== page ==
While the court is required to order support, it can deviate from the standard factors if determines that the percentage standard is unfair the child or either of the parties. The court is obligated to state in writing or on the record during a hearing the reason for an unfairness finding, the reason for the modification and the amount of support should be ordered.

Those factors that the court shall consider are found in Wisconsin Statute 767.511(1m), but will also be listed below:

  • The financial resources of the child
  • The financial resources of both parents
  • Maintenance received by either party
  • The needs of each party in order to support himself or herself at a level equal to or greater than that established under 42 USC 9902(2)
  • The needs of any person, other than the child, whom either party is legally obligated to support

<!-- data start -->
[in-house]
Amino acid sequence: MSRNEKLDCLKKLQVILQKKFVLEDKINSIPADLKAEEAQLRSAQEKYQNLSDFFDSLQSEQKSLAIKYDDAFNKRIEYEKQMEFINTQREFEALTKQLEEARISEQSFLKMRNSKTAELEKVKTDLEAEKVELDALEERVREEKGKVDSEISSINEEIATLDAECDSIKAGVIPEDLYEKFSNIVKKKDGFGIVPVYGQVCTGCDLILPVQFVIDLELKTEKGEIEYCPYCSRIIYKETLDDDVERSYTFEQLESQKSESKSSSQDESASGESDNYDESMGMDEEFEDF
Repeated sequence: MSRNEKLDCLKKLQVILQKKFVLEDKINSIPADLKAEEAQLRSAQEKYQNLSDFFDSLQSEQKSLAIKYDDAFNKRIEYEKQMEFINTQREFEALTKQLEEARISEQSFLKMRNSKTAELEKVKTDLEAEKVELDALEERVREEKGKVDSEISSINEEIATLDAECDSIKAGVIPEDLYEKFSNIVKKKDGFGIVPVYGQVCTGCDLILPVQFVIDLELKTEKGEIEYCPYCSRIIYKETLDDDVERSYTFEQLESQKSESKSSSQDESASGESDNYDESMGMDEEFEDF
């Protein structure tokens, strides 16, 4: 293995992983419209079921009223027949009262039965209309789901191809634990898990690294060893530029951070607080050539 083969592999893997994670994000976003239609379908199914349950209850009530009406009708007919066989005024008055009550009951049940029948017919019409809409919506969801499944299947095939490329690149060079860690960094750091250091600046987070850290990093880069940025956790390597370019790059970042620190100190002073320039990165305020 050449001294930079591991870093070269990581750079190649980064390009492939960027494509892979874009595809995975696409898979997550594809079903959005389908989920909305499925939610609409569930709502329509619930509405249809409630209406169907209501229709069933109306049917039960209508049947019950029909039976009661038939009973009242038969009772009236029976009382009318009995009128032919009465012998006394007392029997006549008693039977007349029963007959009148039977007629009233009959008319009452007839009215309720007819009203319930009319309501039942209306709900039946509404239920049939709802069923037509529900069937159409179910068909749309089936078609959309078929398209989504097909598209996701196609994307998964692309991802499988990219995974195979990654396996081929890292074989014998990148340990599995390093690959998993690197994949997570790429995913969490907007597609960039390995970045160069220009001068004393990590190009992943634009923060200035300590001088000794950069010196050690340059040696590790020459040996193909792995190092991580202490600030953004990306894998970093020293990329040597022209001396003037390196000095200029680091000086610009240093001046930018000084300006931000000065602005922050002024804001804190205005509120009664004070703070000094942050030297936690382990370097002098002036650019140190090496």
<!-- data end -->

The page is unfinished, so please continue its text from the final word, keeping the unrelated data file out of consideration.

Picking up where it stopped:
• If the parties were married, the standard of living the child would have enjoyed had the marriage not ended in annulment, divorce or legal separation
  • The desirability that the custodian remain in the home as a full-time parent
  • The cost of child if the custodian works outside the home, or the value of custodial services performed by the custodian if the custodian remains in the home
  • The award of substantial periods of physical placement to both parents
  • Extraordinary travel expenses incurred in exercising the right to periods of physical placement under Wis. Stat. 767.513
  • The child’s educational needs
  • The tax consequences to each party
  • The best interest of the child
  • The earning capacity of each parent, based on each parent’s education, training and work experience and the availability of work in or near the parent’s community
  • Any other factors which the court in each case determines are relevant.Make sure to visit the blog page for other posts regarding child support and family law topics.